1) Your speed limitation will be either the network or USB connection. It doesn't really matter how fast the drives are, they will be faster than your connection (for transfer speed). Speed would only matter if it were connected internally on a much faster bus (like SATA, or SCSI), or externally with a much faster connection such as iSCSI or eSATA.

        2) Extra RAM will do nothing for performance. See #1. And, as with internal RAID cards, using extra RAM on the controller is *MUCH* less effective than adding
        • by nxtw (866177)
          Many of these devices (and many software RAID5 implementations for Windows) can't even reach single-drive maximum speeds in RAID5, which is well below the maximum throughput of Gigabit Ethernet.
        • by eagl (86459)
          If you were talking about a system with surplus computing power, I would agree. However...

          The infrant version I have appears to be held back by the embedded controller architecture. Adding memory does have a measurable positive effect according to a number of reports from people who are competent enough to take measurements, however I never bothered to do any benchmarking. In addition, adding memory may increase the number of simultaneous users who can stream media from the NV+ by boosting ram cache effe
  • Man, I hope they don't suck as much as the SNAP appliances. I've got about 2TB of NAS (and I use that term loosely) on SNAP server. I'm never buying another one. Crap reliability, crap features, crap adminstration.

  • 1.5 TB for $1100 ! (Score:5, Informative)

    by this great guy (922511) on Tuesday December 25, 2007 @01:08AM (#21812374)

    That's $0.73/GB for this Netgear product. Almost a year ago I built a 2.5 TB OpenSolaris fileserver using ZFS for $950 [slashdot.org], that's twice cheaper: $0.38/GB.

    I understand Netgear market this product for endusers without the time or the ability to build and configure a NAS themselves, but this reminds me that some of us are privileged people, because we don't have to be victims of such horribly expensive proprietary gear... We have the choice to build it ourselves and save real, big bucks.

    This also shows that the storage market really have room for more competitors. At a time where the raw cost of disks is $0.20/GB and where you can build storage servers for $0.36/GB (proof: I did it), the only explanation behind the high prices in the storage market is pure lack of competition. This is one of the reasons why Google build their servers themselves: they figured out all the "professional products" out there are overpriced.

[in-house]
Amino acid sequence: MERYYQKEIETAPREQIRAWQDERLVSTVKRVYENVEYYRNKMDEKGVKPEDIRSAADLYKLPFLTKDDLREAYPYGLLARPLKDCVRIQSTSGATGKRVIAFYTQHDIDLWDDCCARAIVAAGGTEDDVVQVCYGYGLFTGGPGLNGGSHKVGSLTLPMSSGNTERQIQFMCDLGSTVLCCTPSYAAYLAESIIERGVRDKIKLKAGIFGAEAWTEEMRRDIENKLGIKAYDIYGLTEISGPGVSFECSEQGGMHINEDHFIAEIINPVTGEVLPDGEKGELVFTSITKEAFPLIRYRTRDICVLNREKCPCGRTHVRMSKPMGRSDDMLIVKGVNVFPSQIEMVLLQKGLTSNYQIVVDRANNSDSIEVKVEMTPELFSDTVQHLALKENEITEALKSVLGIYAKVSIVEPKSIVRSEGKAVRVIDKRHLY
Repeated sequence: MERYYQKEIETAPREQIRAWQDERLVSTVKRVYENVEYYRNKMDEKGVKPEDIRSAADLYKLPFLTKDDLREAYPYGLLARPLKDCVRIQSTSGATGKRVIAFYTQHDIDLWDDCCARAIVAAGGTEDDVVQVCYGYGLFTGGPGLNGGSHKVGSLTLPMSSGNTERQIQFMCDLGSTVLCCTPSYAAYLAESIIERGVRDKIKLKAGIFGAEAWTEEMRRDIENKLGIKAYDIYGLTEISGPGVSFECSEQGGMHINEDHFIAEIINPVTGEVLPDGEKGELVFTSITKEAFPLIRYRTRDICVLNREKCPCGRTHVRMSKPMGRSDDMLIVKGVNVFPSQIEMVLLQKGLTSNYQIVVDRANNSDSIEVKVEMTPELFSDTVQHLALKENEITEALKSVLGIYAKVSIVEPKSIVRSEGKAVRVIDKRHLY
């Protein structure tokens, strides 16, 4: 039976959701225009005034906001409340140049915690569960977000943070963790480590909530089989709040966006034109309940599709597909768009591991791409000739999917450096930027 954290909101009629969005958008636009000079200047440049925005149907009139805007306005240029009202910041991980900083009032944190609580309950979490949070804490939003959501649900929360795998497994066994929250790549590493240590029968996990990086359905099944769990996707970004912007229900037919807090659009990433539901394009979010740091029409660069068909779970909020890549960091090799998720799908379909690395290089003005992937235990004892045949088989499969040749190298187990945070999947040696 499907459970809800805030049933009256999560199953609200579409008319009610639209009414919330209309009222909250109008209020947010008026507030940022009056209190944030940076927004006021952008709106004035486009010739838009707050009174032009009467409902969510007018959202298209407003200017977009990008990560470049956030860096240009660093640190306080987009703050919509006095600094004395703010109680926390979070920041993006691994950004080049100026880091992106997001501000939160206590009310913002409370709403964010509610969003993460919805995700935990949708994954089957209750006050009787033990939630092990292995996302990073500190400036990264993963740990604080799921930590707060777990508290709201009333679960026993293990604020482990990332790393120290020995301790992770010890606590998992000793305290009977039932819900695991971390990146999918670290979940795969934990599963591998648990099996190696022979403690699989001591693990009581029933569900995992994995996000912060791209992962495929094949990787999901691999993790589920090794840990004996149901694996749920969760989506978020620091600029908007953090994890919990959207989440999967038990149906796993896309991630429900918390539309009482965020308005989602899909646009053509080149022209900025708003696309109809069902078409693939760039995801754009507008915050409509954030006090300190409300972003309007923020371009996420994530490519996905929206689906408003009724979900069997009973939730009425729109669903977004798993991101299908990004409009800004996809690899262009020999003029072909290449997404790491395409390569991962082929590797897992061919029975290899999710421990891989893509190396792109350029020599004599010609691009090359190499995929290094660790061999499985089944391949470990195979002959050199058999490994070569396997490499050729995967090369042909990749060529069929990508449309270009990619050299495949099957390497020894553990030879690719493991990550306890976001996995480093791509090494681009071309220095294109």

• by Anonymous Coward
      1)
      This is the old Infrant NV+
      It has been out for about 2 years in its current form.
      This is absolutely nothing new.
      Infrant just got bought by NetGear and hence the PR push.
      New brand, same old, same old device.

      2)
      The minor tweak is the new 4.0 firmware, whose main plus is breaking the old 3TB limit.
      Other than that, same hardware.

      3)
      When NetGear bought Infrant they raised the price of the drives from $600 (diskless) to $800 (diskless
      And made it tougher to get diskless systems.
      You'll want to add your own drives a
      • With ZFS you can also dynamically expand your pool by replacing drives one-by-one with larger ones, no matter what the current pool configuration is: combination of stripes, mirrors, raidz, raidz2. You can also expand a pool by adding a new "vdev" to it. A vdev can be a single drive or a N-drive mirror/raidz/raidz2. There is one thing you can't do (yet): dynamically reconfigure a N-drive raidz/raidz2 vdev to a (N+1)-drive vdev.

        Also, RAID-X doesn't seem to implement snapshots, quotas, reservations, com

    • by drgruney (1077007)
      Don't forget that in commercial products there are expenses outside of materials. Your .38$ per GB system was cheap because you didn't have to mass produce it... and also didn't mind developing and configuring it for free. It's cheap to make a one-off or very limited production item. It costs a bundle to develop the *systems* to design and assemble a similar item for mass production (would your system have cost the same had you been contracted to build it?)... then achieving super cheap production costs.
    • by tlhIngan (30335)

      That's $0.73/GB for this Netgear product. Almost a year ago I built a 2.5 TB OpenSolaris fileserver using ZFS for $950, that's twice cheaper: $0.38/GB.